The University of Richmond men's golf team started its 2008-09 season strongly, with two top-five finishes during its first four non-conference tournaments, and continued its success to start the spring season.
The team, whose year-long schedule includes nine tournaments, also placed fifth out of 12 during the Liberty Invitational on Oct. 8 and third during the Georgetown Hoya Invitational on Oct. 21. Junior Robert Lindstrom played an important role in the team's success, helping the team finish third overall in the tournament by finishing third himself, just two shots off of first place.
Lindstrom, who said he would be looking to build on his fall finish by taking this momentum into the 2009 spring tournaments, did just that. He ended the first day of the Wexford Plantation Intercollegiate, Feb. 23 to 24, in third place, just three shots off the lead. Sophomore Michael Shrader was in eighth.
By the end of their first spring tournament, Shrader became the leading Spider. He finished third at 4-over-par, while Lindstrom ended the tournament in fifth position, his second-straight top-five finish of the season. Senior Tim Courtney tied for 29th, senior Lawrence Lessing tied for 39th and sophomore Sam Beach tied for 23rd, helping the team secure second place overall in the tournament out of 12 teams.
Decker said he was pleased with the team's start to the season because the golf course was very narrow, with lots of hazards and out of bounds to negotiate. The team had to endure 10 straight hours of golf in 15-20 mph winds, but played well, Decker said.
"Robert continues to be a consistent performer for us," he said. "If he works hard in practice, he's going to have an outstanding spring."
Selecting the top five golfers for each match is always tough, but it keeps the team on its toes, Decker said. There is a lot of team rivalry during practice because each player wants one of the places on the traveling team. He said the traveling team could change for each tournament, which created a healthy dynamic among the team at practice.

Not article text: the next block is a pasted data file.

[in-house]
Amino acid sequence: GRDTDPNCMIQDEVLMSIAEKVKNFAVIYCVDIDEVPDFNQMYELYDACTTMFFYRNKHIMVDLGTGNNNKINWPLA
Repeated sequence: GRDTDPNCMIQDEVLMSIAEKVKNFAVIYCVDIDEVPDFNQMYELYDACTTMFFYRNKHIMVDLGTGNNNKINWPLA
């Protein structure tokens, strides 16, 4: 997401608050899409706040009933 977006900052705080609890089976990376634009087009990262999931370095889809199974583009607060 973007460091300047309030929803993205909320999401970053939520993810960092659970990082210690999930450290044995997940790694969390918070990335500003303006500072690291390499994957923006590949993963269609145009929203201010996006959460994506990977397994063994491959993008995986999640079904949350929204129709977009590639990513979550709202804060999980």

"There are a number of different combinations that I have to think about when I choose the team," he said.
The team has to learn how to switch gears from competing against each other in practice for the traveling team, competing against the course at the tournament and then managing the course for the better of the team, Decker said.
Collegiate golf has its own crazy dynamic, Decker said. Although golf is an individual sport, collegiate golfers have to learn how to balance the competitive edge needed to succeed as a team with the desire for individual success -- a dynamic that Decker said was hard to maintain as a player and coach.
Decker said the Spiders would be challenged when they met the University of Rhode Island, Xavier University and the 2008 A-10 champions, University of North Carolina at Charlotte, during its conference tournaments. However, Lindstrom said the team was a lot deeper this year. He said he felt, for the first time since becoming a Spider, each golfer on the team had the potential to finish on top in all of the team's tournaments.
Lessing said the team was a good ball striking team, but that it would need to concentrate on its chipping, putting and course management during its tournaments. It is the team that can putt and chip well that ultimately comes out on top, Decker said.
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But, Decker said the teams the Spiders would play during the tournaments were not their main competitors.
"Our competition is the golf course," he said, "and so the more I can recreate a tournament round at practice, the better we will hopefully do."
Although many of the Spiders are familiar with the Marshall Invitational course, having played tournaments there during the last three seasons, the A-10 course the team would play on this year, Mission Inn Resort in Howey-In-The-Hills, Fla., just outside Orlando, is brand new, he said. Decker said he would encourage his golfers to stick to what they knew. It is easy in a tournament to get caught taking a risky shot a golfer would never normally play, he said.
Although the A-10 course is a new challenge for the Spiders, the team will be allowed to play a round on the course before the tournament starts. Decker and his team felt confident about an A-10 title, saying it was a goal they felt was realistic for them this year with the depth of the team.
Contact reporter Dani Pycroft at firstname.lastname@example.org
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